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I'm looking for a Windows equivalent of Systrace or at least strace. I'm aware of StraceNT, but wondering if there are any more alternatives out there. Specifically, I'm looking for a specific way to programmatically enforce system call policies, though this can be after the fact rather than actively stopping them.

Is there a good way to do this currently?

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5 Answers 5

up vote 6 down vote accepted

WinDbg's Logger.exe is the closest to strace: http://msdn.microsoft.com/en-us/library/windows/hardware/ff552060(v=vs.85).aspx

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However, it's more like ltrace than strace because it captures library calls rather than syscalls. –  Michael Feb 9 '13 at 23:12

A few options:

Process Monitor

Also, see this article about tools built into Windows 7:

Core OS Tools

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I just used ProcessMonitor to find out why a process was hanging - turns out it was trying to access a file which it couldn't delete... would never have figured it out without ProcMon –  Jamie Cook May 21 '13 at 7:54
I use strace quite a bit on Linux and came across this question while looking for similar tool on Windows for troubleshooting the issue I was having with NANT. I tried Process Monitor, set filter to include only Nant.exe and excluding everything else, also set filter for register access only where I was having problem, and quickly figure out the issue I was having. I highly recommend Process Monitor. –  hman Sep 13 '13 at 22:13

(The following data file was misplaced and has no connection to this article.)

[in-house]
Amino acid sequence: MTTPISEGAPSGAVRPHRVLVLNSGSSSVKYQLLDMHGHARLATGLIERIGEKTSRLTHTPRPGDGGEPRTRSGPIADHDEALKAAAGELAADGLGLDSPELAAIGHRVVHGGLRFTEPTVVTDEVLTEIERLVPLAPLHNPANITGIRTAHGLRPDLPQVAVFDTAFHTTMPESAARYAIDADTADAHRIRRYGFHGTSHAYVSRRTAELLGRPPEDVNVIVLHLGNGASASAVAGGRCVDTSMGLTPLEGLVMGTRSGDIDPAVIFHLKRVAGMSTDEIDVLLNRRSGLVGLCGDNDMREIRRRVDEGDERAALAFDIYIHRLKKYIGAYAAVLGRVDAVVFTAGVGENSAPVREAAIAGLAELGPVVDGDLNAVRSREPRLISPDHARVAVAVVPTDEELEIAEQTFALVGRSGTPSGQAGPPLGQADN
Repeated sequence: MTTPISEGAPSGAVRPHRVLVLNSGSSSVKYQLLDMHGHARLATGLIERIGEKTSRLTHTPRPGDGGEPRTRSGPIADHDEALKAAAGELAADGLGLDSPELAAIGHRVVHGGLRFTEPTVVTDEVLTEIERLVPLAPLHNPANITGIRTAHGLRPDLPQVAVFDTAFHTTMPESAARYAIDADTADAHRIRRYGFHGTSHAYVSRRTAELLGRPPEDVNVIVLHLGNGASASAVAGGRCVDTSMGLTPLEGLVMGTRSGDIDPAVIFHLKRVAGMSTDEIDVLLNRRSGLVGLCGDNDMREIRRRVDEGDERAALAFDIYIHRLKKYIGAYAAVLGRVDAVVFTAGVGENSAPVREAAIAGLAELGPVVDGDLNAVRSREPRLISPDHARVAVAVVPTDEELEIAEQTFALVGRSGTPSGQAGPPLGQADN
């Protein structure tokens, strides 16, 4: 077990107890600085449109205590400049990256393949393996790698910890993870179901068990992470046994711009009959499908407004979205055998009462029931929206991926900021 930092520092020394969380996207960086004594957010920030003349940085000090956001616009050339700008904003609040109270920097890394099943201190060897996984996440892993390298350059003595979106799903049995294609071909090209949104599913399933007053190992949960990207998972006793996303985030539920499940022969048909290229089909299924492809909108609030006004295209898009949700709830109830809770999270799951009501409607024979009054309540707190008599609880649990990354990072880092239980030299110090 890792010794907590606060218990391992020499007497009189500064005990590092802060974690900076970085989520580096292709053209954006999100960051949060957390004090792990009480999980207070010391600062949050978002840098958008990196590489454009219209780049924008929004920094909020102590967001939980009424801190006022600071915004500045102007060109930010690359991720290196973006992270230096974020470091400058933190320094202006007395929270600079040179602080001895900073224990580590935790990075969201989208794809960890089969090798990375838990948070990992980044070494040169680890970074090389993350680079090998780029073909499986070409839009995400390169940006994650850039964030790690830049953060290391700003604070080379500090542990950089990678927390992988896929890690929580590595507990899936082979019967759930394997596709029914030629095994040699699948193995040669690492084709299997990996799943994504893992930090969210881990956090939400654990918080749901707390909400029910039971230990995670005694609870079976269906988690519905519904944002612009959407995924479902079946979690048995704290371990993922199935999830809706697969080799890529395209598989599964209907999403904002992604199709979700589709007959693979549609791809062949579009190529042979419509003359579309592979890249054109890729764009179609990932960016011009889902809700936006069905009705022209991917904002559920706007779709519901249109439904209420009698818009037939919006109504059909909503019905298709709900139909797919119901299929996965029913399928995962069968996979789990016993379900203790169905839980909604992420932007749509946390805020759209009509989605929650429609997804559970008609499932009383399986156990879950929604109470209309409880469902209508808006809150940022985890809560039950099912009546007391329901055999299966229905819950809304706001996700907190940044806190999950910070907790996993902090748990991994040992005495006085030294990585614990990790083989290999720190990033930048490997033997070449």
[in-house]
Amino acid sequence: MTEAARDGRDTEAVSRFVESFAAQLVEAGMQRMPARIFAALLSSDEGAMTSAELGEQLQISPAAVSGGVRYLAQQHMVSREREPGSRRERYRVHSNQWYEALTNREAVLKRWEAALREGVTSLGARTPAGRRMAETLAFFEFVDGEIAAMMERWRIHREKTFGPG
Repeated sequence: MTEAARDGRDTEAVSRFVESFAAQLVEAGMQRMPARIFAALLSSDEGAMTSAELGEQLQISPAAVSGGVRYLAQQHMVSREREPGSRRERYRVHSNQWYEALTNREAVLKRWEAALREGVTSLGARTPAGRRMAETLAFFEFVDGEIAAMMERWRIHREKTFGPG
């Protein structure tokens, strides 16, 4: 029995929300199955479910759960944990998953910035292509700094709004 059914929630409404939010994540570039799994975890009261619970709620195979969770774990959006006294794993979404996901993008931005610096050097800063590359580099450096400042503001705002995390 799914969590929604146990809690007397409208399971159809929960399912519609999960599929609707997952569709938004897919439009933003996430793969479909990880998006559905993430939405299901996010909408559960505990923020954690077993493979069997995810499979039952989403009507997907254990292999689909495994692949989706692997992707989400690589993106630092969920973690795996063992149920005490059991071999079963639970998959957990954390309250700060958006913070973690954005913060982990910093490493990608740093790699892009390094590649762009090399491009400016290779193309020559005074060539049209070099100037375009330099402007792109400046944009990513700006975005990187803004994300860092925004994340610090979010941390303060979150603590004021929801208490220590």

The Dr. Memory (http://drmemory.org) tool comes with a system call tracing tool called drstrace that lists all system calls made by a target application along with their arguments: http://drmemory.org/strace_for_windows.html

For programmatically enforcing system call policies, you could use the same underlying engines as drstrace: the DynamoRIO tool platform (http://dynamorio.org) and the DrSyscall system call monitoring library (http://drmemory.org/docs/page_drsyscall.html). These use dynamic binary translation technology, which does incur some overhead (20%-30% in steady state, but much higher when running new code such as launching a big desktop app), which may or may not be suitable for your purposes.

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Here is a pretty intersting article, I don't know if it hits the target you are looking for but I think you may find it leading you in the direction you want.


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Thanks, that's pretty good. I guess it means we're still a long way off a nice and functional strace on Windows... –  static_rtti Jul 29 '13 at 9:32

There are several tools all built around Xperf. It's rather complex but very powerful -- see the quick start guide. There are other useful resources on the Windows Performance Analysis page

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strace is unrelated to performance. It simply prints which system calls a process makes. The performance tools don't seem to do that. –  Jan Hudec Jun 7 '12 at 9:04

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